The Border Consortium (TBC) developed a comprehensive Training of Trainers Nutrition Curriculum which includes 12 Modules (6 Basic and 6 Advanced topics). The Manual provides trainers with standardized methods and content to deliver nutrition training.
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Vitamin A supplementation (VAS) programs targeted at children aged 6–59 months are implemented in many countries. By improving immune function, vitamin A (VA) reduces mortality associated with measles, diarrhea, and other illnesses. There is currently a debate regarding the relevance of VAS, but amidst the debate, researchers acknowledge that the majority of nationally-representative data on VA status is outdated. To address this data gap and contribute to the debate, we examined data from 82 countries implementing VAS programs, identified other VA programs, and assessed the recentness of national VA deficiency (VAD) data.
Article published in: Nutrients, 2017, 9, 190
In where under-five mortality is high and vitamin A deficiency is a public health problem, two high-dose supplements of vitamin A per year, spaced four to six months apart, can strengthen children’s immune systems and improve their chances of survival.
During much of early childhood – from 6 months to 5years of age – two high doses of vitamin A every year can prevent blindness and hearing loss, boost children’s immunity against diseases like measles and diarrhoea and provide critical protection against death. Like all forms of malnutrition, vitamin A deficiency is a marker of inequality. In countries where diets are lacking in vitamin A and infections and deaths are prevalent, supplementation programmes give vulnerable children a better chance to survive, develop and thrive.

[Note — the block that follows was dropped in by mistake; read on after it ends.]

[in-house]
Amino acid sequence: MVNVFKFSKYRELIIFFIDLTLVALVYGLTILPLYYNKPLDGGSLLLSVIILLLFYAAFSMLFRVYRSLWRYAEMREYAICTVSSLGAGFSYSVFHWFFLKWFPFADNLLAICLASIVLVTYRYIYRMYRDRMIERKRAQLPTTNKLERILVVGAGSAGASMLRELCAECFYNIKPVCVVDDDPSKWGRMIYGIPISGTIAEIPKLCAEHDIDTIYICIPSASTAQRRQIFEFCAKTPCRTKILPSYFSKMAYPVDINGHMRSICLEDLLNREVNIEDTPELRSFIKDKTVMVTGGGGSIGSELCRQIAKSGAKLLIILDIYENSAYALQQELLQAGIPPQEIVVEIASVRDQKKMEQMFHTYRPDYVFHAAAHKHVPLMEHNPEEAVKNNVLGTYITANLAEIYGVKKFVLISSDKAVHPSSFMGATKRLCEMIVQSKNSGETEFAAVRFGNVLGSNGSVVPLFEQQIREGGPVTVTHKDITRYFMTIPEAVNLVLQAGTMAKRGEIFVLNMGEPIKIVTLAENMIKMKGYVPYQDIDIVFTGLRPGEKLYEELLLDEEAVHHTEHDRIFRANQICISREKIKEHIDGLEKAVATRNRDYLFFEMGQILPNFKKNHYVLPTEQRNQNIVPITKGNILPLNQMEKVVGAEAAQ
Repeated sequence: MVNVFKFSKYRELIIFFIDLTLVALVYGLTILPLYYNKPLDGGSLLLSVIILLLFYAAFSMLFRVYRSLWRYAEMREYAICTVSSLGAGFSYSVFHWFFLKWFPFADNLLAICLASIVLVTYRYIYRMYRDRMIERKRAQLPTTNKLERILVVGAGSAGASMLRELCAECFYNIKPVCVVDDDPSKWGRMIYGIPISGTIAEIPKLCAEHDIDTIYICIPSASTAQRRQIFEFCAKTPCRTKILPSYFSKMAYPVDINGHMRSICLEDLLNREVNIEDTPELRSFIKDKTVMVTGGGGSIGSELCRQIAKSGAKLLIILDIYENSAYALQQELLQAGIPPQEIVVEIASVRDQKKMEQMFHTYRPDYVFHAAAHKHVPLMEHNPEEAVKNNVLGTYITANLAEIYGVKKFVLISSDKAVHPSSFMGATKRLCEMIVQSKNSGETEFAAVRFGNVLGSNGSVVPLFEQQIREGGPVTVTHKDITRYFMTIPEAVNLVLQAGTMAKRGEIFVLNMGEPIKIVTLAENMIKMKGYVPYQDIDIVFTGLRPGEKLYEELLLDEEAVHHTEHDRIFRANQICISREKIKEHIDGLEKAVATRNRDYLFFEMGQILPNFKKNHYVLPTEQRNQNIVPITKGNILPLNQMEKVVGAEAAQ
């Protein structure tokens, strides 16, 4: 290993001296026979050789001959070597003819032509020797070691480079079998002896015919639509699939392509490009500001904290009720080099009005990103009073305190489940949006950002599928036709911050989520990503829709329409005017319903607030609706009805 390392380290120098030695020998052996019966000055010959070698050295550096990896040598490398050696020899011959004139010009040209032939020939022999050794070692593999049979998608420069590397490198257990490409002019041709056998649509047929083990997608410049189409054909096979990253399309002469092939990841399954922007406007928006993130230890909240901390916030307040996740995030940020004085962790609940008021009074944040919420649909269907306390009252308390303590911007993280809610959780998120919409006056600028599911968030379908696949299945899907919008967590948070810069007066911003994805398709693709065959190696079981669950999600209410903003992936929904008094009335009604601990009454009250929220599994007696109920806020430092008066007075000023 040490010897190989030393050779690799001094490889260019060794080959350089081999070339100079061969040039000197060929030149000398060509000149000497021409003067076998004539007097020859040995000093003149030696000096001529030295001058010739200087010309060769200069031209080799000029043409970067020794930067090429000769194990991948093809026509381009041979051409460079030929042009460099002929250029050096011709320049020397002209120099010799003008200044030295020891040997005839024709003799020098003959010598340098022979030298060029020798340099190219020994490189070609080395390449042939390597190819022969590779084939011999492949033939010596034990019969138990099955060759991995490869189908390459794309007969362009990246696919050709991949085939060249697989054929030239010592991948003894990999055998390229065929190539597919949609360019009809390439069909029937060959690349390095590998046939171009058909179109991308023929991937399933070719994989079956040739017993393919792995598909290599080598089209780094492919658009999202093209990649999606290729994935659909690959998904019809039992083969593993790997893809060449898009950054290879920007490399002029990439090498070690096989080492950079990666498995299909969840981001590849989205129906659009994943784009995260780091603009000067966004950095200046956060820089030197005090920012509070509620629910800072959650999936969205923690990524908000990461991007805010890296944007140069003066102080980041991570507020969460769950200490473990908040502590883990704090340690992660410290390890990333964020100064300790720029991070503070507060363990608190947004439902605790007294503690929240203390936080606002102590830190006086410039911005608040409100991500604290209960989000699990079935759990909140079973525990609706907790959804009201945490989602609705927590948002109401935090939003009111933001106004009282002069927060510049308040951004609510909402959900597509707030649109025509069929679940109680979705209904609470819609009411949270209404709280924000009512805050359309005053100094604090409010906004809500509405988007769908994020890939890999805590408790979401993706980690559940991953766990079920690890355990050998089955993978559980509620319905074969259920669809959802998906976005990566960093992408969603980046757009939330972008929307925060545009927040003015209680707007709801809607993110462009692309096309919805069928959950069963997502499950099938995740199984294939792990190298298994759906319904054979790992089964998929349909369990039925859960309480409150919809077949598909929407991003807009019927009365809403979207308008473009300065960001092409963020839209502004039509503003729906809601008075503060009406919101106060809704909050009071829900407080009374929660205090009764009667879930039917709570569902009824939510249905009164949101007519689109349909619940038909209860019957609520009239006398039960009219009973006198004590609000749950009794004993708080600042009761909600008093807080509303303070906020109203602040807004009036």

This guideline provides global, evidence-informed recommendations on a number of specific issues related to the management of severe acute malnutrition in infants and children, including in the context of HIV.
This manual provides practical guidelines for the management of children with severe malnutrition. It seeks to promote the best available therapy so as to reduce the risk of death, shorten the length of time spent in hospital, and facilitate rehabilitation and full recovery. Emphasis is given to the management of severely malnourished children in hospital and health centres; the management of severely malnourished children in disaster situations and refugee camps and of severely malnourished adolescents and adults is also considered briefly.